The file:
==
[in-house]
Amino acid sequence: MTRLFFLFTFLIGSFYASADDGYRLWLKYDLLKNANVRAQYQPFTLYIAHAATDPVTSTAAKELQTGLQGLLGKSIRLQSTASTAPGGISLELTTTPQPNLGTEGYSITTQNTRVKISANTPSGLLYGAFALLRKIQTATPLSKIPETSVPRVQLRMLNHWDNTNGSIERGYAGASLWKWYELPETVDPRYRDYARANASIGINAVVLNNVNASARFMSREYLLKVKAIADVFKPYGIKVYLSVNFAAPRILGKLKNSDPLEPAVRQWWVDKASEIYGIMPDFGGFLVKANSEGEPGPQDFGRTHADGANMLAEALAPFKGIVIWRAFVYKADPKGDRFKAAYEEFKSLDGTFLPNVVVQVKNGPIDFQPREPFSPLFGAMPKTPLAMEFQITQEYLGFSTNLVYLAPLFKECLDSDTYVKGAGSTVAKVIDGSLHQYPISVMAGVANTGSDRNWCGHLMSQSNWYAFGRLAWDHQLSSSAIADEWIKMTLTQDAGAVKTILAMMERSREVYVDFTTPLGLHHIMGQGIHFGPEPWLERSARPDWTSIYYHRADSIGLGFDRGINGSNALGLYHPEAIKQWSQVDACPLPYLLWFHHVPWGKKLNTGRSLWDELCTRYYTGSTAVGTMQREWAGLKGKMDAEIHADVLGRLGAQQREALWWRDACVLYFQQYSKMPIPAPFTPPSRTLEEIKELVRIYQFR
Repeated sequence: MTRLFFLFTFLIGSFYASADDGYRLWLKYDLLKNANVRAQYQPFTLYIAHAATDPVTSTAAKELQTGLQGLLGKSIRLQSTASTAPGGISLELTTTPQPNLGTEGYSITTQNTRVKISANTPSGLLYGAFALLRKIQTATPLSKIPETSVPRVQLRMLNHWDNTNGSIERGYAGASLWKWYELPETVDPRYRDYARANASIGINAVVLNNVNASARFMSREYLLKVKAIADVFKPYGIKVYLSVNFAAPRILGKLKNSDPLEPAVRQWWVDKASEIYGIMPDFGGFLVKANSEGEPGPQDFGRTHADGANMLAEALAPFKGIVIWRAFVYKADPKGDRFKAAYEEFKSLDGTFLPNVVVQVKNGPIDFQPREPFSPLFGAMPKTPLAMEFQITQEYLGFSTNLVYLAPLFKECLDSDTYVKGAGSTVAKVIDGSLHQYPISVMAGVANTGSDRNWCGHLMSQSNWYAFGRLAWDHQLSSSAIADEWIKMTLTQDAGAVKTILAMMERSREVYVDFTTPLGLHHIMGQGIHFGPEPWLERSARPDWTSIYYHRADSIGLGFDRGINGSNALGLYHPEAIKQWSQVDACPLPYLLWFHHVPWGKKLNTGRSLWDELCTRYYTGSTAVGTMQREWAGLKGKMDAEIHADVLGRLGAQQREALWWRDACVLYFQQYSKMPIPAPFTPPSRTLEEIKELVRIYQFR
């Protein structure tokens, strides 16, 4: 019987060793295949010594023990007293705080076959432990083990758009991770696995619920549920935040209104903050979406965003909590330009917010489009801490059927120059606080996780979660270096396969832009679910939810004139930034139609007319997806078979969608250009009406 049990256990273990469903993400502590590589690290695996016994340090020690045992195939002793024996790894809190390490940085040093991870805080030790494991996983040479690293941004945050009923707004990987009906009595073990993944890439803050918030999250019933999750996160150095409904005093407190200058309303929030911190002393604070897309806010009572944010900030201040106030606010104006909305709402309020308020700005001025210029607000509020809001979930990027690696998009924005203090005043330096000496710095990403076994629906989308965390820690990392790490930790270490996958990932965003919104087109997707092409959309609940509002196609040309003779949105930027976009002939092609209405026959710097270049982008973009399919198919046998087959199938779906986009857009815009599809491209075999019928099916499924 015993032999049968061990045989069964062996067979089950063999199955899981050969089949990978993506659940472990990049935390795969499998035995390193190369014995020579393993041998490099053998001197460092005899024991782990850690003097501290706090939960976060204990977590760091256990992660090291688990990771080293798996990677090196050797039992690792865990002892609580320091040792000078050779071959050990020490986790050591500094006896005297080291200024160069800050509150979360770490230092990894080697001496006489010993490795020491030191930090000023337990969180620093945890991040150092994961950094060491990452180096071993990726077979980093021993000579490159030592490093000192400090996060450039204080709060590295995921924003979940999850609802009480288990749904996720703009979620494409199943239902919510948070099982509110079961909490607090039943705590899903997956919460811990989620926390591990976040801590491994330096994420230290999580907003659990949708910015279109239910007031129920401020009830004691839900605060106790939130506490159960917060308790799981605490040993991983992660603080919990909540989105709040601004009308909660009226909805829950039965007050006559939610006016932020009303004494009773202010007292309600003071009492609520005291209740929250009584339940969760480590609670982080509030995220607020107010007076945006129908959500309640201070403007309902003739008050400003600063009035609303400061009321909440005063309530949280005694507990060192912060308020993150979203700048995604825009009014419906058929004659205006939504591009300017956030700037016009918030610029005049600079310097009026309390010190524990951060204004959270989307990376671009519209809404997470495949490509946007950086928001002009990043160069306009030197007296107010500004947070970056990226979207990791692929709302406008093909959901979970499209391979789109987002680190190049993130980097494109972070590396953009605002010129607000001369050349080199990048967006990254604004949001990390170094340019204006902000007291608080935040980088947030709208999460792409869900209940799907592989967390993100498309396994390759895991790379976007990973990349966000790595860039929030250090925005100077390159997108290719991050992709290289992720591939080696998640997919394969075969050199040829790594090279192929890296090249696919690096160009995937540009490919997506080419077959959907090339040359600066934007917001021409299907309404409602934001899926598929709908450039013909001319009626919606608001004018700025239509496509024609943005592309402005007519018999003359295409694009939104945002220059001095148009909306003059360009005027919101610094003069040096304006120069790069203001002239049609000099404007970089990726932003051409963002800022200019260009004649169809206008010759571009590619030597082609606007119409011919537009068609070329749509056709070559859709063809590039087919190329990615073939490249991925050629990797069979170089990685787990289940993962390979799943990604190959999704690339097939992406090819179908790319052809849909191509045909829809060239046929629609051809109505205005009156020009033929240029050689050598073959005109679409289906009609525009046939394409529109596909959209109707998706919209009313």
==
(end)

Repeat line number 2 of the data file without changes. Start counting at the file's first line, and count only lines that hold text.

Amino acid sequence: MTRLFFLFTFLIGSFYASADDGYRLWLKYDLLKNANVRAQYQPFTLYIAHAATDPVTSTAAKELQTGLQGLLGKSIRLQSTASTAPGGISLELTTTPQPNLGTEGYSITTQNTRVKISANTPSGLLYGAFALLRKIQTATPLSKIPETSVPRVQLRMLNHWDNTNGSIERGYAGASLWKWYELPETVDPRYRDYARANASIGINAVVLNNVNASARFMSREYLLKVKAIADVFKPYGIKVYLSVNFAAPRILGKLKNSDPLEPAVRQWWVDKASEIYGIMPDFGGFLVKANSEGEPGPQDFGRTHADGANMLAEALAPFKGIVIWRAFVYKADPKGDRFKAAYEEFKSLDGTFLPNVVVQVKNGPIDFQPREPFSPLFGAMPKTPLAMEFQITQEYLGFSTNLVYLAPLFKECLDSDTYVKGAGSTVAKVIDGSLHQYPISVMAGVANTGSDRNWCGHLMSQSNWYAFGRLAWDHQLSSSAIADEWIKMTLTQDAGAVKTILAMMERSREVYVDFTTPLGLHHIMGQGIHFGPEPWLERSARPDWTSIYYHRADSIGLGFDRGINGSNALGLYHPEAIKQWSQVDACPLPYLLWFHHVPWGKKLNTGRSLWDELCTRYYTGSTAVGTMQREWAGLKGKMDAEIHADVLGRLGAQQREALWWRDACVLYFQQYSKMPIPAPFTPPSRTLEEIKELVRIYQFR